Credit Suisse and the other firms named in Billing’s complaint contend that the Supreme Court’s implied immunity precedents require dismissal of the investors’ antitrust suits because they are repugnant to the scheme of securities regulation. Brief for Petitioners at 19, 23. The firms argue that the Court properly defined the scope of implied immunity in the securities context in Silver v. New York Stock Exch., 373 U.S. 341 (1963), Gordon v. New York Stock Exch., 422 U.S. 659 (1975), and United States v. National Ass’n of Securities Dealers, 422 U.S. 694 (1975) (“NASD”), and that the investors’ suits “squarely fit the criteria set forth in those decisions.” Brief for Petitioners at 23. Furthermore, the firms contend that Verizon Communications v. Law Offices of Curtis V. Trinko, 540 U.S. 398 (2004) confirms that immunity is necessary here. Id. at 24.
In Silver, brokers alleged that the New York Stock Exchange violated antitrust laws by denying them wire connections with exchange member firms. 373 U.S. 341. That claim required the Court to square the antitrust laws’ condemnation of group boycotts with the Exchange Act, which “contemplat[es] that securities exchanges will engage in self-regulation which may well have anticompetitive effects.” Id. at 349. The Court observed that although the Exchange Act obligates an exchange to formulate rules governing the conduct of its members, it did not— at that time—“give the [SEC] jurisdiction to review particular instances of enforcement of exchange rules.” Id. at 357. Given the lack of “conflict or coextensiveness of coverage [between] the agency’s regulatory power” and the antitrust laws, the Court held that the brokers’ suit could proceed. Id. at 358. The Court emphasized that “a different case” would be presented if “review of exchange self-regulation [was] provided through a vehicle other than the antitrust laws.” Id. at 360. That different case arose in Gordon, a private damages class action challenging the practice of fixing commission rates. 422 U.S. 659. The Court determined that the challenged conduct was impliedly immune from antitrust scrutiny. Id. The Court rejected the contention that immunity could only be implied where there is a “pervasive regulatory scheme,” and held that immunity applies whenever the SEC has been given specific regulatory authority over the activity at issue and has exercised that authority. Id. at 688–89. The same day it decided Gordon, the Court held in NASD “that antitrust immunity must be implied not only where the SEC actively exercises specific regulatory power over the challenged conduct, but also where the regulatory scheme the SEC has established is so pervasive that there is a real potential for conflict with the antitrust laws.” Brief for Petitioners at 25. In NASD, the Department of Justice alleged a vertical conspiracy among underwriters and broker-dealers to restrict the sale and fix the price of mutual fund shares in the secondary market, as well as a horizontal conspiracy among NASD members to prevent the growth of that market. 422 U.S. at 701–02.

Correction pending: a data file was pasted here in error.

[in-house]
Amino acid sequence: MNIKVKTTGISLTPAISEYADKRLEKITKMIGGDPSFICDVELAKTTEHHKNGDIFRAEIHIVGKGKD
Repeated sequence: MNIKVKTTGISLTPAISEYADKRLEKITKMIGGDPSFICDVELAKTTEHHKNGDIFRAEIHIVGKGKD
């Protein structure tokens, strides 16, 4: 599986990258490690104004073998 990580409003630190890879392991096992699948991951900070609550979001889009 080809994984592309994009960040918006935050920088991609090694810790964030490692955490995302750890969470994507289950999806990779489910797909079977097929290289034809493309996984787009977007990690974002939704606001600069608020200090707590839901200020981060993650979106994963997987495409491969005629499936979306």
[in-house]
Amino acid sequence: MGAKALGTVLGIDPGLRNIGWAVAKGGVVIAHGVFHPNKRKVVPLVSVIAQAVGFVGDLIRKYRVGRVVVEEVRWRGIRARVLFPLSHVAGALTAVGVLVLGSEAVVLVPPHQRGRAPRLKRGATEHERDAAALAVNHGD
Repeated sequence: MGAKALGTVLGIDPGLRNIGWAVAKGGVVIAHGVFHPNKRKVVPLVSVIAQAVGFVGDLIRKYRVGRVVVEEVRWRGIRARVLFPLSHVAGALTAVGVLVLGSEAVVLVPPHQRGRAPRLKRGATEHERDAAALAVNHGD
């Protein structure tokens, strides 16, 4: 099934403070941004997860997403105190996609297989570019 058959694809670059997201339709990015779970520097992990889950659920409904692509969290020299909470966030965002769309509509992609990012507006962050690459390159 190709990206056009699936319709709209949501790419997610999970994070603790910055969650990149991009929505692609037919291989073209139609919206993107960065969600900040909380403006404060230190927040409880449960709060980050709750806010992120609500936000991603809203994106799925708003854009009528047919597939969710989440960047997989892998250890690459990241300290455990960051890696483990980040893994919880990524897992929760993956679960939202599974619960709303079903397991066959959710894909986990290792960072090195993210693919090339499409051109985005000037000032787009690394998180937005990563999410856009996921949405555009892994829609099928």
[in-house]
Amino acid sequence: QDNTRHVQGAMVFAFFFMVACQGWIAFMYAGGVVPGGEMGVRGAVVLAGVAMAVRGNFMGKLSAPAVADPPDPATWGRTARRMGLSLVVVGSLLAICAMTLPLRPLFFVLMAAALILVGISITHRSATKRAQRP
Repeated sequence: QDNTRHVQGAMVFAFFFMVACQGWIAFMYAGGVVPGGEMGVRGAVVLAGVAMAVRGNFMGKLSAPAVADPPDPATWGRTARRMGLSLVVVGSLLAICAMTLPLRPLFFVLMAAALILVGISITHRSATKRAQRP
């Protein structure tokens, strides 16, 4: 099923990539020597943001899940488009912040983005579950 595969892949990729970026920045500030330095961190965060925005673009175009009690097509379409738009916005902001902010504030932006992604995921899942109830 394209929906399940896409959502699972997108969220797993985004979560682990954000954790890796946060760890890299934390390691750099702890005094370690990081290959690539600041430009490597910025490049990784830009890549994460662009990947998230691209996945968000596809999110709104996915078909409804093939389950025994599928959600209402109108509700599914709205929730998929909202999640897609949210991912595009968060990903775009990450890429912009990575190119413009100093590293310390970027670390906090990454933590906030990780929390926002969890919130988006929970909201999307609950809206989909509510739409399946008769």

The investors contend that the Court should affirm the Second Circuit’s rejection of implied immunity in this case because there is no “convincing showing of clear repugnancy between antitrust laws and the [SEC’s] regulatory system” which would warrant an implied repeal of antitrust laws. National Gerimedical Hospital and Gerontology Ctr. v. Blue Cross of Kansas City, 452 U.S. 378, 388 (1981). To the contrary, the investors contend that the conduct challenged as anticompetitive in this case has been consistently prohibited by both the antitrust laws and the SEC’s regulatory scheme. Brief for the State of New York as Amicus Curiae Supporting Respondents at 4 [hereinafter Brief Supporting Respondents]. Even in cases where clear repugnancy is found, the investors argue that repeal “is to be regarded as implied … only to the minimum extent necessary.” Silver, 373 U.S. at 357. Hence, “the proper approach” is one that, where possible, “reconciles the operation of both statutory schemes with one another rather than holding one completely ousted.” Id. Mere overlap between the antitrust laws and a regulatory scheme is insufficient to imply antitrust repeal. NASD, 422 U.S. at 734. Although the Court has considered “the question of the pervasiveness of the regulatory scheme as a factor in determining whether there is an implied repeal of the antitrust laws,” Gordon, 422 U.S. at 688, it has never relied solely on that ground to create blanket antitrust immunity for regulated industries. Silver, 373 U.S. at 360–61.